Disguise a Successful Offensive Play in Football
During the course of an American football game, a team’s offense often finds that one pass play works particularly well against a certain defense and matchup. To keep using the play in that game and to continue to confuse the defense, the offense often disguises that play by running it out of different formations while maintaining similar pass routes.
As an example, here’s a successful offensive play. Three receivers (WR), a tight end (TE), and a running back (RB) line up:
One receiver is to the left.
The running back is also behind the line to the left, behind the left tackle.
The tight end is aligned to the right.
Two other receivers are outside of the tight end.
Then, they execute the play:
The receiver on the left runs down the field 18 yards and runs a square-in.
The tight end runs a crossing route, about 7 or 8 yards from the line of scrimmage.
The running back swings out of the backfield to the left.
The receiver located in the slot to the right simply runs right down the middle of the field. He’s the deep decoy receiver who’s going to pull all the defensive players out of the middle.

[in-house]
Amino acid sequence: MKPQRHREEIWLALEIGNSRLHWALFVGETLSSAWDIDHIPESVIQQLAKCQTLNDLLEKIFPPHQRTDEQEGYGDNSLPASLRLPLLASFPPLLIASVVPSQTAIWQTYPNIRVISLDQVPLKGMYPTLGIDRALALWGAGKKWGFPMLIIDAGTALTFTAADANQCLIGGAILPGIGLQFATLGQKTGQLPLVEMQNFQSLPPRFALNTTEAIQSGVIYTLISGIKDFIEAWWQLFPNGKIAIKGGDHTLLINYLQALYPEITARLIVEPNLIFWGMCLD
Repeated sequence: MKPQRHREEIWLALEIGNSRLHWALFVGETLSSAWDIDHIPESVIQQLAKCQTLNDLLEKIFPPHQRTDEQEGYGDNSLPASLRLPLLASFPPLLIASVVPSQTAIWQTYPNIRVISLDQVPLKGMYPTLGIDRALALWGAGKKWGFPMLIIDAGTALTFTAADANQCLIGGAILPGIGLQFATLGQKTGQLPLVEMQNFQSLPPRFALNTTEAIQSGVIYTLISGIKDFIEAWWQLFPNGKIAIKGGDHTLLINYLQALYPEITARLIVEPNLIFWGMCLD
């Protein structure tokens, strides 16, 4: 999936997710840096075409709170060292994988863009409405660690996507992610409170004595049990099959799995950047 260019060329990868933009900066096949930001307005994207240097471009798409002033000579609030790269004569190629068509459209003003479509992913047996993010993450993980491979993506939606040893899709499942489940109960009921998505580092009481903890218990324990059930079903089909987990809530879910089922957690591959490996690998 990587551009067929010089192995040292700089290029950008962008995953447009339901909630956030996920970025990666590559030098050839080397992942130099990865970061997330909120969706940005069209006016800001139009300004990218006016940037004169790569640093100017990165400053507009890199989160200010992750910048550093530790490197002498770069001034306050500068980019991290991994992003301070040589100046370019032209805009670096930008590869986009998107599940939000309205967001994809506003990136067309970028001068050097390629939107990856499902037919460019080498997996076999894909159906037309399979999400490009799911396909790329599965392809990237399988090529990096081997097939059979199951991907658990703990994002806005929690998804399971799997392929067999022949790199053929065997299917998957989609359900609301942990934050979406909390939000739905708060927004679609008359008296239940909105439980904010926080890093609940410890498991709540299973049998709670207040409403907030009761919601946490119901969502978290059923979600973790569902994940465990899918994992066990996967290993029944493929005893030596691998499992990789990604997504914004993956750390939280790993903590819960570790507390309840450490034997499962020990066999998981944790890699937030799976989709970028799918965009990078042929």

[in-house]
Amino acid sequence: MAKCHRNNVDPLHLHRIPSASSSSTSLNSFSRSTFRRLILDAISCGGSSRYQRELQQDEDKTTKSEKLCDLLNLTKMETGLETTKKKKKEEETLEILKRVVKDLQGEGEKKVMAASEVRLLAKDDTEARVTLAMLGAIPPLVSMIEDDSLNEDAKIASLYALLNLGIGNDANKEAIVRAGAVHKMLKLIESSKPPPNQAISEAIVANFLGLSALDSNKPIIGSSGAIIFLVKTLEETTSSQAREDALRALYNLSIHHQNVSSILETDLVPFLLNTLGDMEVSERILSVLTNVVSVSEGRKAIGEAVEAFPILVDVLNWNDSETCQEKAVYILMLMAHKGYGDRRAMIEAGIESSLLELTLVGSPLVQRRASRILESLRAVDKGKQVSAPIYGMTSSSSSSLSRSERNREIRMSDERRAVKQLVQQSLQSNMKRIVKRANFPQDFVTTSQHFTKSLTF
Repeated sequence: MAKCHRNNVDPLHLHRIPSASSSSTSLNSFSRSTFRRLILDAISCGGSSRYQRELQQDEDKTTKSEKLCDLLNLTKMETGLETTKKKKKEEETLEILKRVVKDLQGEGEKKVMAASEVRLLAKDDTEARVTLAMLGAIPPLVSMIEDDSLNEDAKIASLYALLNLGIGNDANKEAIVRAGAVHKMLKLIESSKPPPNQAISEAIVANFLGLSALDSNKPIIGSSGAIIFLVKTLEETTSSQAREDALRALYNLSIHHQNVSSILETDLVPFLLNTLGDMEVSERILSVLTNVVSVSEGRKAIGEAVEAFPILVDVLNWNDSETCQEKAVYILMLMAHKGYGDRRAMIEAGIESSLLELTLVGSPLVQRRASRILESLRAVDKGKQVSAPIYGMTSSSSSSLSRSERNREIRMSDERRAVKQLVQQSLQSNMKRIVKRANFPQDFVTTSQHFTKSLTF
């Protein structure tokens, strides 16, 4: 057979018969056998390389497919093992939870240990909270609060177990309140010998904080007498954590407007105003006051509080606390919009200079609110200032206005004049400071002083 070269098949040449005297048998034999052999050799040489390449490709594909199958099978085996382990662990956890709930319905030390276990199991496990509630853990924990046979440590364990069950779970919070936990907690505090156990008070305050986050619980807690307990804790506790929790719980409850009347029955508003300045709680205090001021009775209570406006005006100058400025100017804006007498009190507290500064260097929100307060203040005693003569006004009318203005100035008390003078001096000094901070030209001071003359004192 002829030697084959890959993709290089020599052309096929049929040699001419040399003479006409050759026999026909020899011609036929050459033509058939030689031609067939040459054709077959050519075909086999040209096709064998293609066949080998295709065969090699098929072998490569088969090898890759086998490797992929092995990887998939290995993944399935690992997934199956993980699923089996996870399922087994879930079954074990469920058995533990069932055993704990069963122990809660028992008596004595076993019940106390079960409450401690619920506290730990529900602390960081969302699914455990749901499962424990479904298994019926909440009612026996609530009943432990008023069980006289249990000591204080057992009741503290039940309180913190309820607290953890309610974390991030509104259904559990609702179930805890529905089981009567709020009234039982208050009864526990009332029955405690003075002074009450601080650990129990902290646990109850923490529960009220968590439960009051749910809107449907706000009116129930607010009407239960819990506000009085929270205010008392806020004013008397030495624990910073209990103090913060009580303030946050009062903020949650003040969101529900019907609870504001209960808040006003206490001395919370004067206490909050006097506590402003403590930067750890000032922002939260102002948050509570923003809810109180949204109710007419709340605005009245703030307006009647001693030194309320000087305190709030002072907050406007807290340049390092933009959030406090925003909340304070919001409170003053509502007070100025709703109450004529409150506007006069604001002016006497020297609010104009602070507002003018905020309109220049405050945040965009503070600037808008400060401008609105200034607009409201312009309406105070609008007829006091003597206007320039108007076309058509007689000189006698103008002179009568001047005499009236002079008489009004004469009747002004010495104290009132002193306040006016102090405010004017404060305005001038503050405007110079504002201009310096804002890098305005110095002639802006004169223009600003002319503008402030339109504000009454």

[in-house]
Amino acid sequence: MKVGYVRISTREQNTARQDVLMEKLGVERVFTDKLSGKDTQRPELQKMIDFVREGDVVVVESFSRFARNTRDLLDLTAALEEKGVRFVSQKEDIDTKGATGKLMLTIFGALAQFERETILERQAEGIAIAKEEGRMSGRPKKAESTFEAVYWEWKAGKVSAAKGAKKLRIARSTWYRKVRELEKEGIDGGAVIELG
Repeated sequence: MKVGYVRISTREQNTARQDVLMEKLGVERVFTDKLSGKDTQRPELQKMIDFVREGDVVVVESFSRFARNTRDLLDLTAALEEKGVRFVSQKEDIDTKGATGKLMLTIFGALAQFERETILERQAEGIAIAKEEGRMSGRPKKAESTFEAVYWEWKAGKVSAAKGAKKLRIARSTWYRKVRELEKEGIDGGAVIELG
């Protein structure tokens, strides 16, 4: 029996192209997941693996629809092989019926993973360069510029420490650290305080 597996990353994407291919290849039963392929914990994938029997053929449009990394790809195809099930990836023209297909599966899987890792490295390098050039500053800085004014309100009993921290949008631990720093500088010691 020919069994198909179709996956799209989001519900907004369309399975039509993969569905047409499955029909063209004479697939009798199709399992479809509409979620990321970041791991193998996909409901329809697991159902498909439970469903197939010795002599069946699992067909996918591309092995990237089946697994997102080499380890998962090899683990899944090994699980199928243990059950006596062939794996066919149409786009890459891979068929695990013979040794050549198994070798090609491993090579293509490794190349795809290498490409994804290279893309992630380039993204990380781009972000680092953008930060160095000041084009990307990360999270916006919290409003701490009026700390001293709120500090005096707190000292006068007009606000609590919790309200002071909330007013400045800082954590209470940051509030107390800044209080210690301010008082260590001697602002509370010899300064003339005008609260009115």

The quarterback wants to hit the receiver who lined up on the left side. If he isn’t open, he tries the middle with the tight end; lastly, he dumps the ball to the running back.
To modify this successful play, the offense makes a few changes:
The same receiver on the left runs the same 18-yard square-in.
The running back on the left releases to that side, but this time he runs across the line of scrimmage 7 or 8 yards and curls back toward the quarterback. The back is now assuming the role of the tight end in the original formation.
The tight end runs down the middle of the field.
The receiver in the slot runs right between the two hashes and hooks.
So, it’s pretty much the same play. The offense’s target remains the receiver to the left. And all those other receivers are simply decoys.